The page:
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OPINION

Changing needs of digital era education


-Representational image -Representational image

Many often express their deep concern about our education system, especially about its relevance to the needs of our knowledge-and-skill-seeking students. The common question asked is: can the education imparted to the students in the schools/colleges/universities provide them with the knowledge and skill required in the job market at home or abroad?

And in that pursuit (of jobs), we are definitely far behind the advanced nations, especially, Europe, who during the colonial time introduced the education system we are still hooked on. However, the West has  made many changes in their job-oriented education system in the meanwhile; but ours has basically remained stagnant. Hence is our frustration. But then how did this Western-origin education system come into being in the first place?

It all started with the introduction of the universal, compulsory public education since early 16th century in Europe. And from the beginning it was about imparting repetitive, boring lessons from the top  (teachers) down to the learners at the bottom. Put another way, it was about feeding the students on knowledge and it is up to the adult teachers to decide what kind of knowledge best suits their students' needs. So, from their first day in the school a child was supposed to learn something that was not meant to be interesting. For the guardians of society thought that a child's natural curiosity to explore the world was not important.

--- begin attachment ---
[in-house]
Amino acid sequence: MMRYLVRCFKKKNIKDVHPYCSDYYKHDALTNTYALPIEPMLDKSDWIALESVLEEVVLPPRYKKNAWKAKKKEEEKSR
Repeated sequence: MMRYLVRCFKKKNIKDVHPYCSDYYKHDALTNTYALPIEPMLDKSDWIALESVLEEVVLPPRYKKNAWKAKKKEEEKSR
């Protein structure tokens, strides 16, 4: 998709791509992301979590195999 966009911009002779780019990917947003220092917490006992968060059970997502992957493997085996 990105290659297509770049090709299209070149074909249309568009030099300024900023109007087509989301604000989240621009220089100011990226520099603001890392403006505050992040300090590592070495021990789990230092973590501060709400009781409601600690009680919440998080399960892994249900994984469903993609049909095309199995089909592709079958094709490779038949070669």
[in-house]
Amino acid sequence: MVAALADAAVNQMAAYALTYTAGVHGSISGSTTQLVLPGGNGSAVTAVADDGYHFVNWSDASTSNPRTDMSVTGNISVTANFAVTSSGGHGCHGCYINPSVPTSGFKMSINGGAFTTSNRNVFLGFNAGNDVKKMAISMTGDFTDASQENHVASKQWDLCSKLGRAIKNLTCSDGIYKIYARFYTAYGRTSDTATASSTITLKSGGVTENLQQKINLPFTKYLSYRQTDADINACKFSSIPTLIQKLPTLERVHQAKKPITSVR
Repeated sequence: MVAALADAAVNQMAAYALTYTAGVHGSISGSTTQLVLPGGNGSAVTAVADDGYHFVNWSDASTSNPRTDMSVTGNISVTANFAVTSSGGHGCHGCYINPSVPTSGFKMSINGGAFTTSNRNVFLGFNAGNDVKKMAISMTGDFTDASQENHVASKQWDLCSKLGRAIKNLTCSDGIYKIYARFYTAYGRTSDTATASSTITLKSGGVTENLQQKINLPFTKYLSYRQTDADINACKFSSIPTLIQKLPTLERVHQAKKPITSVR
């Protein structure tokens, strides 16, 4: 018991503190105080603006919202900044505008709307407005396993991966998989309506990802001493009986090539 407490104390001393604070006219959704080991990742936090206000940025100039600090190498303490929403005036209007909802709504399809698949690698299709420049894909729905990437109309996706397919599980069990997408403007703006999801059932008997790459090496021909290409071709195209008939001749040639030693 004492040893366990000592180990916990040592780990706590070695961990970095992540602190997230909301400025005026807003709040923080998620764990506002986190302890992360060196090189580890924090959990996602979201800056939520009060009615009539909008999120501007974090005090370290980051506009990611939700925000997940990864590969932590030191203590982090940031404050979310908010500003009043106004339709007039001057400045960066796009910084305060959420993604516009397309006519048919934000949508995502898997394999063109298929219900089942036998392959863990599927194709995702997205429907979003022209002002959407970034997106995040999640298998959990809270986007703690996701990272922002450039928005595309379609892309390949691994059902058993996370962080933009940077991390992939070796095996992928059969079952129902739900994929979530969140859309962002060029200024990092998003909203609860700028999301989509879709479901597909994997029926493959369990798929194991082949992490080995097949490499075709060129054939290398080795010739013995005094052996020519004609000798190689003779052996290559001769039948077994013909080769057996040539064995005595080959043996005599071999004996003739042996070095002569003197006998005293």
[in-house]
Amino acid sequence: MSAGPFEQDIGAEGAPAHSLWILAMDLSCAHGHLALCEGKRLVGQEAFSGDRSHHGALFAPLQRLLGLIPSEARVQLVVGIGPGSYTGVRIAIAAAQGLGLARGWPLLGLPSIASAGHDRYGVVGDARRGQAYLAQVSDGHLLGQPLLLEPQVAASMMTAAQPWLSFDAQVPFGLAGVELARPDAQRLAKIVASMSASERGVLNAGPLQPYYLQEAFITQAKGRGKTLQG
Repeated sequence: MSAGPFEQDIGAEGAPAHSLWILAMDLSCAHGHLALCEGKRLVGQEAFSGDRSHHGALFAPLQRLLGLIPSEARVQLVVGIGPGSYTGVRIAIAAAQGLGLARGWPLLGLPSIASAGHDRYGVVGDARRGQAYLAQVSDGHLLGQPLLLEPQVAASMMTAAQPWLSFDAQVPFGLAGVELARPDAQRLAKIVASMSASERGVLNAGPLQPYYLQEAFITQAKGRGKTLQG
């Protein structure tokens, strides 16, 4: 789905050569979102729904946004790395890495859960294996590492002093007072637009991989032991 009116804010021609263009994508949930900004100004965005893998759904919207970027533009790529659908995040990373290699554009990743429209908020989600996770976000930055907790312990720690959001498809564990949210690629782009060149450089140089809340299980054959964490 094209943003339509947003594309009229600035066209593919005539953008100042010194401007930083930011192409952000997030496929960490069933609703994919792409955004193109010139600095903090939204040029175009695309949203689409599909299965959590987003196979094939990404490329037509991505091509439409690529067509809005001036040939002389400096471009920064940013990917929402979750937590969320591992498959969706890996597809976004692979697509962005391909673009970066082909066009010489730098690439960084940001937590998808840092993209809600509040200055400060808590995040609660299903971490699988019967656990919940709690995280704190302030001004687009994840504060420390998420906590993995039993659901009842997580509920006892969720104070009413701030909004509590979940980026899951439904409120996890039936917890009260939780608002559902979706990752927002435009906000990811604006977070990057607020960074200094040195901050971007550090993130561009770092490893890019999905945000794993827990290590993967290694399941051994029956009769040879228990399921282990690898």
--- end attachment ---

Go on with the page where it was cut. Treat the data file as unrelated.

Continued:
A child can be allowed to play but that should be after the learning time. What is learning about? It is about preparing them  for the harsh, dreary adult world they would finally grow into. Also, before factories came into being, the children at school had to learn Latin, and, obviously, by rote, to be able to read the Bible.  Naturally, learning was then (and is also until now) a duty and the schooling a time to train and prepare the children for their adult life.   So, there was no room for being curious or playful when it came to learning. And the lessons they should learn have necessarily to be serious-dull and repetitive. The tests of or exams on what they learnt was about how much they could reproduce on paper what they memorised from books. After factories came into being, the basic purpose of learning as designed by the early industrial society was more or less the same as it was in the feudal time. The only difference was the introduction of secularity. Put differently, the pre-industrial scriptural thrust of the educational curricula was less pronounced in the industrial Europe of early 19th century. However, education in schools still remained a duty of the students as they were to learn the three Rs, the three basic skills of functional literacy-reading, writing and arithmetic. The education under factory/industrial civilisation was again about preparing for an adult  world of factory and related work. With the expansion of industry, education curricula also branched out into specialisations to meet the industry's special needs. So, now the students have to learn more subjects  and the number of their tests/exams have increased.  And, again, it is still a reproduction on paper or in yes/no check boxes in objective-type tests on what they could memorise from their books.

Now the digital era society and industry are more in need of curious, exploring and creative minds. The system of education is also adapting to it. Bangladesh needs also to be fast to adapt.

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